Shaved, roe-eyed, gull-eyed - it is this soundtracked image of Sinéad O'Connor that has preserved the public after "Nothing Compares 2 U". The Irishwoman is extremely changeable (what her critics interpret as "unpredictable"). Already their second album "I Do Not Want What I Haven't Got", which dropped that world hit in 1990, had little to do with the rough debut. After that she made jazz, Irish folklore, reggae - what she just wanted. But now she has again delivered a recording typical for her in so far as it reminds stylistically of her strongest records "Universal Mother" and "I Do Not Want". That "How About I Be Me (And You Be You)?" has become such a successful work is surprising. Especially because O'Connor has had an unusually turbulent year, even by her standards, including divorce, bizarre Twitter activities, public dating, marriage, separation and attempted suicide. The new work gives no indication of any of this. It's a positive, powerful album with some of the best songs she's written in years (producer: John Reynolds). And once again it offers a singing performance that leaves you unbelieving. It's O'Connor's vocal power that, for example, prevents an emotional title like "Back Where You Belong" from slipping into kitschy, and even turns it into a highlight. But, as I said, she doesn't have to rely on that alone: Highlights like "Reason With Me", "Take Off Your Shoes" or the John Grant track "Queen Of Denmark" even a Britney Spears could not sink. V.I.P., however, would have broken it. Here the sheer beauty of this voice stands before the listener and reminds him that Sinéad O'Connor is Europe's greatest pop singer.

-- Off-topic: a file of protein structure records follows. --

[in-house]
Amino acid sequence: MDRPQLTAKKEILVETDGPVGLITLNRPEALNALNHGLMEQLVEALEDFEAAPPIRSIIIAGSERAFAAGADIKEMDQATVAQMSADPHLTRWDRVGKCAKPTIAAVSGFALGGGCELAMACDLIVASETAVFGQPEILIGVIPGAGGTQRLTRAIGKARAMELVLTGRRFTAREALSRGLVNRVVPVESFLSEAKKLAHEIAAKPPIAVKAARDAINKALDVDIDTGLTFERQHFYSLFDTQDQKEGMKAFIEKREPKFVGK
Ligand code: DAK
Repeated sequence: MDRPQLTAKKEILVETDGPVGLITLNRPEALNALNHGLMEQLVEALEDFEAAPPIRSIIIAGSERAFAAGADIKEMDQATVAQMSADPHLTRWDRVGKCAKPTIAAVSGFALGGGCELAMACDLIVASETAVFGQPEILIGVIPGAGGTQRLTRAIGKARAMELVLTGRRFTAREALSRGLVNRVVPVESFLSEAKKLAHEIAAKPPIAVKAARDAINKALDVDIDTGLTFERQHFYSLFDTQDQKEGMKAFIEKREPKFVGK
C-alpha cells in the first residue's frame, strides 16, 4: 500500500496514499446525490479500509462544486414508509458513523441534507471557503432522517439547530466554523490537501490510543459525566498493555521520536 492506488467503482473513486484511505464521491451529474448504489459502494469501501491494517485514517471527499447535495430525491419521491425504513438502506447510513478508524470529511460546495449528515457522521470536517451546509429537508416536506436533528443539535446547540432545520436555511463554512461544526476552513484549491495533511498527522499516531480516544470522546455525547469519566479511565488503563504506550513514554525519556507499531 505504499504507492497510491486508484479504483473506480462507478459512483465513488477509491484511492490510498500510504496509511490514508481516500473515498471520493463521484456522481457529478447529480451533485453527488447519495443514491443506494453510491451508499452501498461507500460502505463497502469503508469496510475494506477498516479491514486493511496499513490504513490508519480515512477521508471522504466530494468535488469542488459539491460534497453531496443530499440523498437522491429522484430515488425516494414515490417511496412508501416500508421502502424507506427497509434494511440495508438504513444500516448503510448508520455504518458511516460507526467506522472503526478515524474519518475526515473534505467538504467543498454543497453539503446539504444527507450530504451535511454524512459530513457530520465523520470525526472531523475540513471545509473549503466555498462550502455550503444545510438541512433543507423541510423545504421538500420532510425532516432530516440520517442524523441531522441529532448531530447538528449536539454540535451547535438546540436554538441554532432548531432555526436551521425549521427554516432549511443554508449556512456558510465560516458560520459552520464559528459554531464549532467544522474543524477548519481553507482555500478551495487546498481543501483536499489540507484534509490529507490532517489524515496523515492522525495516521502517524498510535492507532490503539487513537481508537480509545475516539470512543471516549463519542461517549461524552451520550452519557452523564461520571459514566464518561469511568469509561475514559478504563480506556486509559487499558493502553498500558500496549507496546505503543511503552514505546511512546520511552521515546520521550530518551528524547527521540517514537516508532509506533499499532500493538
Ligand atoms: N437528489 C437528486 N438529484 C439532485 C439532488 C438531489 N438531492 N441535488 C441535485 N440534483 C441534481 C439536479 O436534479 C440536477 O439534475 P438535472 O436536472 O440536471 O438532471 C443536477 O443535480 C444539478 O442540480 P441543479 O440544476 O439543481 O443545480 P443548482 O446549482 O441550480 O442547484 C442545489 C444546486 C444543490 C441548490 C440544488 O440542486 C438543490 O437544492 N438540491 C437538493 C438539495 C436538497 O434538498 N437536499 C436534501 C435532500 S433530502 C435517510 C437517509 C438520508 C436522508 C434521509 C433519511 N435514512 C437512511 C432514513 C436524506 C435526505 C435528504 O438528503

Top Track: Take Off Your Shoes